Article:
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Wednesday, April 6, 2011

Impact on the Federal Budget of Freezing Non-Security Discretionary Spending

Mindy R. Levit
Analyst in Public Finance

As economic recovery continues, the focus on the federal budget has shifted, in part, towards deficit reduction. The federal budget deficits over the last several fiscal years, relative to the size of the economy, reached levels not seen since the end of World War II. Deficit levels are projected to remain elevated through FY2012. The budget deficit for FY2012 is estimated to be $1,480 billion. As concern over the long-term effects of an elevated federal budget deficit grows, the calls for reducing the deficit to more sustainable levels have grown.

The President proposes to freeze non-security discretionary spending for the next five fiscal years (through FY2015) at FY2010 nominal levels (i.e., spending levels will not be adjusted for inflation). If enacted in this form, the President’s budget projects that this proposal will save approximately $406 billion over the next 10 years, relative to current policy.

Under the Adjusted Policy baseline, the deficit is projected to equal 6.9% of GDP in FY2012, falling to 4.5% of GDP in FY2021. If all of the President’s proposed policies are implemented, the Administration projects that the deficit will fall from 7.0% of GDP in FY2012 to 3.1% of GDP in FY2021. In other words, the deficit would be 1.4% of GDP lower in FY2021 compared to current policy if all of the President’s proposals are enacted. In order to achieve even greater deficit reduction, larger cuts would be needed. To illustrate this, even if non-security discretionary spending was cut to zero and no other policy changes were implemented, the deficit would fall from 4.0% of GDP in FY2012 to 2.5% of GDP in FY2021. This would mean no federal funding for education, transportation, most energy, and numerous other programs. In order to balance the budget, significant additional spending cuts, tax increases, or a combination would still be required.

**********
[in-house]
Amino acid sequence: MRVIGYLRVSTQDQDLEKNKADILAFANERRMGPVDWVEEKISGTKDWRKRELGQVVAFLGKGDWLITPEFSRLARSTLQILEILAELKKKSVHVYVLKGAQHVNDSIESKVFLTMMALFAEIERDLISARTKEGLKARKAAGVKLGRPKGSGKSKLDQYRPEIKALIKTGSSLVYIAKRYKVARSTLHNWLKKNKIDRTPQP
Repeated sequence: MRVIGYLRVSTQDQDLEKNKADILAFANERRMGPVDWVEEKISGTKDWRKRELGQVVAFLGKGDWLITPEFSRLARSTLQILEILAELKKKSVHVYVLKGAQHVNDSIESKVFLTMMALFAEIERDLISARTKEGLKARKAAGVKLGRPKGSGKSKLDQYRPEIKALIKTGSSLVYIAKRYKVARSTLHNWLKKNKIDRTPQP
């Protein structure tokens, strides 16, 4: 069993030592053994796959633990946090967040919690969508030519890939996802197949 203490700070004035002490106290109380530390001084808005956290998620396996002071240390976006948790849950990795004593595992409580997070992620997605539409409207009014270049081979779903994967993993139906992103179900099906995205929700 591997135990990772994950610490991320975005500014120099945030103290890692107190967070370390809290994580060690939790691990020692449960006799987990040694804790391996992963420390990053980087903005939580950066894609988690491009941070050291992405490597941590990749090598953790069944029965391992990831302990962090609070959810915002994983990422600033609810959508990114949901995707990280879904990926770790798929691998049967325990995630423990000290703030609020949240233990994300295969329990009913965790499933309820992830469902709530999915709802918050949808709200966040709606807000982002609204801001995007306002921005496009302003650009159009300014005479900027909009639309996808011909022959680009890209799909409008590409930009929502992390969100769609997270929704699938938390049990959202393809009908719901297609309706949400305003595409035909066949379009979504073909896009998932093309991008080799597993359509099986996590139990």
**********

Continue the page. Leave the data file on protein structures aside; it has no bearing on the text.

Freezing non-security discretionary spending can reduce the deficit relative to certain policy alternatives. In other words, whether or not freezing non-security discretionary spending actually lowers the deficit depends on which deficit projections are used as the starting point to measure the impact of policy changes. Depending on which one of the three Administration’s baseline scenarios are used as a starting point to measure savings, this proposal may generate lower levels of savings compared to what is described in the President’s budget. Achieving savings from this proposal ultimately depends on what policies Congress enacts this year and in each subsequent budget cycle. Congress enacts appropriations every year and would continue to face a decision on legislation restraining non-security discretionary spending in future years.

The proposal to place a five-year freeze on non-security discretionary spending, as analyzed in this report, represents a small reduction in the federal budget deficit. Freezing this spending does not address longer-term budgetary challenges.

Date of Report: March 22, 2011
Number of Pages: 14
Order Number: R41174
Price: $29.95

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